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Mother & Child Health

The days and weeks following childbirth – the postnatal period – is a critical phase in the lives of mothers and newborn babies. Major changes occur during this period, which determines the well-being of mothers and newborns. Yet, this is the most neglected time for the provision of quality services. Lack of appropriate care during this period could result in significant health issues and even death.

Some of the serious maternal health problems that can affect mothers include:
• Postnatal psychosis
• Postpartum haemorrhage
• Puerperal pyrexia
• Thromboembolism

Women who chose to breast-feed or bottle-feed often need a lot of advice and support, especially with their first baby (but experienced mothers shouldn't be assumed to know everything; support and advice should always be available). Breast-feeding should be strongly encouraged (first-time mothers may need a lot of support and encouragement initially). Breast-feeding has many advantages, including:
• Boosting the baby's immune system
• Reduction of autoimmunity disorders later in life
• Reducing risk of cot death
• Reducing gastrointestinal problems
• Promoting bonding between the mother and her baby

Breast engorgement may cause a lot of discomfort but is usually relieved by good bra support and analgesia.

Women who are unable to breast-feed or prefer to bottle-feed also need support and advice, including feeding routines and sterilizing.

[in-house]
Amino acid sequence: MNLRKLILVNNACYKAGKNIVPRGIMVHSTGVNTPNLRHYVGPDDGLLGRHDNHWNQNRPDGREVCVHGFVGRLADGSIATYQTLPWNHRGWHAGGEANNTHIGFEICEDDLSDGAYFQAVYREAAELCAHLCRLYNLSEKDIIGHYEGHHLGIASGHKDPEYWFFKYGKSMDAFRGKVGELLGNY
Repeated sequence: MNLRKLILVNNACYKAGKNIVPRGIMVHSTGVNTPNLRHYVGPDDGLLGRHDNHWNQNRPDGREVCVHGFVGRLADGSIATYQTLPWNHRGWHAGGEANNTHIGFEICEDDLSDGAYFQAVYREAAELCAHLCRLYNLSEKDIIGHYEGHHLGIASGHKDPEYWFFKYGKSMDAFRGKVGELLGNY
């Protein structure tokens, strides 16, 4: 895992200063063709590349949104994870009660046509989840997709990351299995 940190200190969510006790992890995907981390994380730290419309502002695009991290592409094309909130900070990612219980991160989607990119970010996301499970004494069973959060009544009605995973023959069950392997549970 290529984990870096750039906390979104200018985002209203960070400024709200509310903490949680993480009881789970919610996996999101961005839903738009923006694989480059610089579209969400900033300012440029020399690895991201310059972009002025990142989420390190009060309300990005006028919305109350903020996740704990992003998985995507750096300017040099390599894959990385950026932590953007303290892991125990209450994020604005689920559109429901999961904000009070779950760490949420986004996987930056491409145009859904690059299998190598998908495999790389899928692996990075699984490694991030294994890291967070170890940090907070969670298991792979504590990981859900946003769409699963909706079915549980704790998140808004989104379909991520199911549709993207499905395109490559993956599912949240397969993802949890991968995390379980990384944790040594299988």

Contraception and Family Planning
Contraception is not necessary in the 21 days after childbirth.

Methods that are suitable choices for breast-feeding women include the lactation-amenorrhoea method, barrier methods, intrauterine devices (including the levonorgestrel-releasing intrauterine system), the progestogen-only pill, injectable progesterone contraceptives, the etonogestrel implant and sterilisation. The combined oral contraceptive pill is not recommended, as it interferes with lactation.

The lactational amenorrhoea method is 98% if:
• there is complete amenorrhoea.
• the woman is fully or very nearly fully breast-feeding.
• the baby is no more than 6 months old.
Methods that are suitable choices for women who are not breast-feeding include all those for breast-feeding women but combined oral contraceptives can also be used.

• Health screening
Executive female profile screening blood test, pap smear, breast examination.

• Breastfeeding support
Breastfeeding advice.

• Family planning
Oral contraception, family planning advice and counselling.